Written and directed by David Robert Mitchell, the film follows Maika Monroe (who was great in The Guest) as Jay, a Michigan student who begins to suspect, to put it lightly, that a sexual encounter with her boyfriend has made her the recipient of a curse in which she is haunted by a malevolent supernatural force.

I don’t want to give too much more away, though suffice it to say that It Follows soon becomes a film about survival, as Jay, her sister, neighbour and friends try to figure out what is happening to her and whether her fears are even real.

It’s a simple premise but an intelligent and damn effective one. A lot has been made about its symbolism and how it could be construed as a parable about promiscuity, sexually-transmitted diseases and post-coital guilt and anxiety. With elements borrowed from The Ring, it’s also about death and the avoidance of death, and the moral quandaries involved in the prolonging of life. On another layer, it’s just about horny teenagers wanting to get some action with reckless consideration  of the consequences.

All the analytical stuff is just depth gravy — because let’s face it, what ultimately makes or breaks a horror movie is whether it’s scary or not. And in this regard It Follows excels as a masterclass in atmosphere, old-fashioned fright tactics and slick style.

At its core, It Follows taps into our primal fear and paranoia from being followed. That dread from seeing something terrifying coming towards you. The anxiety from never knowing when someone with evil intentions is creeping up from behind.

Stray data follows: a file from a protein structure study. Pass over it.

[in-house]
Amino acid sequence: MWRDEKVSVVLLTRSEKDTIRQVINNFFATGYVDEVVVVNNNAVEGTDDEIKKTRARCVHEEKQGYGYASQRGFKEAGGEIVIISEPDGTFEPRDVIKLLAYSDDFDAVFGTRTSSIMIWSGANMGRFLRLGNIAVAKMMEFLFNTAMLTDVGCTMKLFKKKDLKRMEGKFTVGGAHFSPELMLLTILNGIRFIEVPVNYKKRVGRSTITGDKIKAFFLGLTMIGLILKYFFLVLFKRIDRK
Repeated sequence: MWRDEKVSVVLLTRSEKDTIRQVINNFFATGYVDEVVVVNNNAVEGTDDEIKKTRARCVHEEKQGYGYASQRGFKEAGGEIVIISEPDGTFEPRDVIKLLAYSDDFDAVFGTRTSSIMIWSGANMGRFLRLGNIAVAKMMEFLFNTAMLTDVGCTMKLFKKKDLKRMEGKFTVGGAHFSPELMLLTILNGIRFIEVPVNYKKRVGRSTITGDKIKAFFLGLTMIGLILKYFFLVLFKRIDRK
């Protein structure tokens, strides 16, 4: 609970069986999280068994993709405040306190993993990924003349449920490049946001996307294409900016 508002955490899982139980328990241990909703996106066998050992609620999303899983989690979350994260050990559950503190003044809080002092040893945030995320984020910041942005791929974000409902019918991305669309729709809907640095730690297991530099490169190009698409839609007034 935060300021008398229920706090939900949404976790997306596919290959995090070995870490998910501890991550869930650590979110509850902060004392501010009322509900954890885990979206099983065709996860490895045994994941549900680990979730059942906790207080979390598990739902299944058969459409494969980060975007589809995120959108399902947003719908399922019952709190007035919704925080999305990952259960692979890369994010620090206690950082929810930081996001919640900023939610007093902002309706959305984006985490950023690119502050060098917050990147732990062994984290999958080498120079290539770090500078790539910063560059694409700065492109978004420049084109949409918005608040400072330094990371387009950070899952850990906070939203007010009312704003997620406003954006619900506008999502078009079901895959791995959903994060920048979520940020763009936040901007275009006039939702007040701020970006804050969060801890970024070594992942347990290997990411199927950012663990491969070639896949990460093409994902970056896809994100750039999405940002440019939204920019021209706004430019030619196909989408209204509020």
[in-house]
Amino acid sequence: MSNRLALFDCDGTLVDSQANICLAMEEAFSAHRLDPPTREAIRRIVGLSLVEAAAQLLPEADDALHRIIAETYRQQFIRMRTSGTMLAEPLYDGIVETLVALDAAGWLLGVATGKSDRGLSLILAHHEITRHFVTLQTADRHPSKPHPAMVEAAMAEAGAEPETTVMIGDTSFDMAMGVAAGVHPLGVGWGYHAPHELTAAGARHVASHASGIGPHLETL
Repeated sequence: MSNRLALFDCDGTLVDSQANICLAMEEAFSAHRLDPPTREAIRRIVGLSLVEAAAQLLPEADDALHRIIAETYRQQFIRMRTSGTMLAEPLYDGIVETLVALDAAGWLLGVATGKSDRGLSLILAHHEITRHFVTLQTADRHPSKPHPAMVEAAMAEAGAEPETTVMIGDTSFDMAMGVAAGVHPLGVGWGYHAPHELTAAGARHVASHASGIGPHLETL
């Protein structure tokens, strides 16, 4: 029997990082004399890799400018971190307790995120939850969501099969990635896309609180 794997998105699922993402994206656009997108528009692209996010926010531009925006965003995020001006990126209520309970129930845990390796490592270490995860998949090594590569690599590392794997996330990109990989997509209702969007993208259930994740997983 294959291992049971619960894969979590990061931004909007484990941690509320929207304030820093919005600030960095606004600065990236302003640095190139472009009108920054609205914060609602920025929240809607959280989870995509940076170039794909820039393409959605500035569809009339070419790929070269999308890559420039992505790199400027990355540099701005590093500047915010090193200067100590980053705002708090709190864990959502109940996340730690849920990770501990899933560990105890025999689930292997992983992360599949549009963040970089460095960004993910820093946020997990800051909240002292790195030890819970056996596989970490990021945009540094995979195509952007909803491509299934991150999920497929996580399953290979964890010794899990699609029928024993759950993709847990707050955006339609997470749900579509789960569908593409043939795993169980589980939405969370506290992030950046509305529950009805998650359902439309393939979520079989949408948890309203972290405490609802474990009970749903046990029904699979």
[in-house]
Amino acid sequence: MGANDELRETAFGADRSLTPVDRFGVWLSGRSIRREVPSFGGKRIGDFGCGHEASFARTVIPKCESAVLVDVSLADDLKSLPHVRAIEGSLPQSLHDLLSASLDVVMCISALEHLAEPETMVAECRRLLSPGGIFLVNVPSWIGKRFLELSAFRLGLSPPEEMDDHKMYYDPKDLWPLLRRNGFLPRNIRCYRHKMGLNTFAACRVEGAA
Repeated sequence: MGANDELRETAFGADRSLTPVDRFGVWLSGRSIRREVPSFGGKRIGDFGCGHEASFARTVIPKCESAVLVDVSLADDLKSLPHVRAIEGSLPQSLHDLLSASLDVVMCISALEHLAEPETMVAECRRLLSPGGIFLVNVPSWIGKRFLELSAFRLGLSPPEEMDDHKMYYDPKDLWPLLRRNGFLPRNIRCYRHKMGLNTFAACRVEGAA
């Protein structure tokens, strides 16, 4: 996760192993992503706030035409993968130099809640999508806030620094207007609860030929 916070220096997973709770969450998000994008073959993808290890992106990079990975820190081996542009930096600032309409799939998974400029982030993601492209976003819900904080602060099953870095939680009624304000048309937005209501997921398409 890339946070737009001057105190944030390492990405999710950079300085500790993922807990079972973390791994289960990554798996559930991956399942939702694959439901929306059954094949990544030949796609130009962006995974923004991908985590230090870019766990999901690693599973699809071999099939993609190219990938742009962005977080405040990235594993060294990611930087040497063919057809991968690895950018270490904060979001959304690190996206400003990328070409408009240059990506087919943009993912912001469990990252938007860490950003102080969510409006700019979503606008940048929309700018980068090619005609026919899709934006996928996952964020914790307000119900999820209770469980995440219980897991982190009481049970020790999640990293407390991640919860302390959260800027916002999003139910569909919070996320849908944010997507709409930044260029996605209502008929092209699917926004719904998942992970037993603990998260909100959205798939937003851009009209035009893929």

I could tell from the opening sequence that the film was going to be different to the teen horrors we’ve become accustomed to in recent years. Mitchell is a filmmaker who knows exactly what he’s doing and knows how to project his vision to the screen.

I like that there’s no mention of when the story is set, but it looks and feels like it’s in a different era. I like the minimalist approach that limits the use of special effects. I like that it relies more on its creepy atmosphere and growing dread than modern “boo” scares, and that even when it resorts to such tactics athey are implemented timely. I liked the great use of silence and complementing it with an eerie, occasionally blazing score that really gets the heart pumping.

The climax — which is more conventional than it should have been — could have been smarter and executed a little better, but on the whole it’s hard to find much else to complain about.

It Follows is a unique and unsettling horror experience you just don’t see very often, which is why this low budget gem wowed audiences at Cannes last year, went from a limited release to a wide release earlier this year, and is quickly gathering steam as a commercial success.

5 stars out of 5

Movie Review: The Guest (2014)